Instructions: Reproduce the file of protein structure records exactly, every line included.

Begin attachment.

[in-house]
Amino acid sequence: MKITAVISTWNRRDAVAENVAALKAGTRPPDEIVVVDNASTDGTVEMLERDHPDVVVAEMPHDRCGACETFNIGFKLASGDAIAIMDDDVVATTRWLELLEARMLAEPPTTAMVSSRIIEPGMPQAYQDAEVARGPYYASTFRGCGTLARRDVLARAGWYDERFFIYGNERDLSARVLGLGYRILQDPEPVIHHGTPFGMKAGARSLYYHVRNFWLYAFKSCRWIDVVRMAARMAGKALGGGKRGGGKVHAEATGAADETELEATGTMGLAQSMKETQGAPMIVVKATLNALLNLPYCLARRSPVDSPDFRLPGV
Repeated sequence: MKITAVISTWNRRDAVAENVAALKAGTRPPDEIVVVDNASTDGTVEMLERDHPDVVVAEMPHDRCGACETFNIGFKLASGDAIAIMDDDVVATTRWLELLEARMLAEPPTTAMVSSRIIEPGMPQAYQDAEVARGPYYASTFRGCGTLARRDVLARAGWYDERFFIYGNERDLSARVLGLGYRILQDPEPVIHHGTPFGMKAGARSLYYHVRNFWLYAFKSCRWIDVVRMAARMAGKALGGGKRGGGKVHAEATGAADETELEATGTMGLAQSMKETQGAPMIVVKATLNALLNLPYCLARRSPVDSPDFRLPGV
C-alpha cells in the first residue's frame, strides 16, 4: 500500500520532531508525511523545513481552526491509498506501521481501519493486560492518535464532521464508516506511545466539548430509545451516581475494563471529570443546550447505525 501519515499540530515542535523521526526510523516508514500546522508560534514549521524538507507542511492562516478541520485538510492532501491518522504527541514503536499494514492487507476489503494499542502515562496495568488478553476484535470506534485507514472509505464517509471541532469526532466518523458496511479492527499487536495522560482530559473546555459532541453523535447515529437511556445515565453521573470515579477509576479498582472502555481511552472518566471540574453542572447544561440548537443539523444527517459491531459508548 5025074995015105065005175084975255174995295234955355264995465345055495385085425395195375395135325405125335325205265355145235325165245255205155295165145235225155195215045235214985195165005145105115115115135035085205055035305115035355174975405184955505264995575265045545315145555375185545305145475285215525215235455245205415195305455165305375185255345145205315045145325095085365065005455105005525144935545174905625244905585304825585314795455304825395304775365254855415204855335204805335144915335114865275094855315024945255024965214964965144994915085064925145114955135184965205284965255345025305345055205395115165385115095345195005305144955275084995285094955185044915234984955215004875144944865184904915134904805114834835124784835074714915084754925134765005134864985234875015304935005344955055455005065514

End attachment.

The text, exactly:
[in-house]
Amino acid sequence: MKITAVISTWNRRDAVAENVAALKAGTRPPDEIVVVDNASTDGTVEMLERDHPDVVVAEMPHDRCGACETFNIGFKLASGDAIAIMDDDVVATTRWLELLEARMLAEPPTTAMVSSRIIEPGMPQAYQDAEVARGPYYASTFRGCGTLARRDVLARAGWYDERFFIYGNERDLSARVLGLGYRILQDPEPVIHHGTPFGMKAGARSLYYHVRNFWLYAFKSCRWIDVVRMAARMAGKALGGGKRGGGKVHAEATGAADETELEATGTMGLAQSMKETQGAPMIVVKATLNALLNLPYCLARRSPVDSPDFRLPGV
Repeated sequence: MKITAVISTWNRRDAVAENVAALKAGTRPPDEIVVVDNASTDGTVEMLERDHPDVVVAEMPHDRCGACETFNIGFKLASGDAIAIMDDDVVATTRWLELLEARMLAEPPTTAMVSSRIIEPGMPQAYQDAEVARGPYYASTFRGCGTLARRDVLARAGWYDERFFIYGNERDLSARVLGLGYRILQDPEPVIHHGTPFGMKAGARSLYYHVRNFWLYAFKSCRWIDVVRMAARMAGKALGGGKRGGGKVHAEATGAADETELEATGTMGLAQSMKETQGAPMIVVKATLNALLNLPYCLARRSPVDSPDFRLPGV
C-alpha cells in the first residue's frame, strides 16, 4: 500500500520532531508525511523545513481552526491509498506501521481501519493486560492518535464532521464508516506511545466539548430509545451516581475494563471529570443546550447505525 501519515499540530515542535523521526526510523516508514500546522508560534514549521524538507507542511492562516478541520485538510492532501491518522504527541514503536499494514492487507476489503494499542502515562496495568488478553476484535470506534485507514472509505464517509471541532469526532466518523458496511479492527499487536495522560482530559473546555459532541453523535447515529437511556445515565453521573470515579477509576479498582472502555481511552472518566471540574453542572447544561440548537443539523444527517459491531459508548 5025074995015105065005175084975255174995295234955355264995465345055495385085425395195375395135325405125335325205265355145235325165245255205155295165145235225155195215045235214985195165005145105115115115135035085205055035305115035355174975405184955505264995575265045545315145555375185545305145475285215525215235455245205415195305455165305375185255345145205315045145325095085365065005455105005525144935545174905625244905585304825585314795455304825395304775365254855415204855335204805335144915335114865275094855315024945255024965214964965144994915085064925145114955135184965205284965255345025305345055205395115165385115095345195005305144955275084995285094955185044915234984955215004875144944865184904915134904805114834835124784835074714915084754925134765005134864985234875015304935005344955055455005065514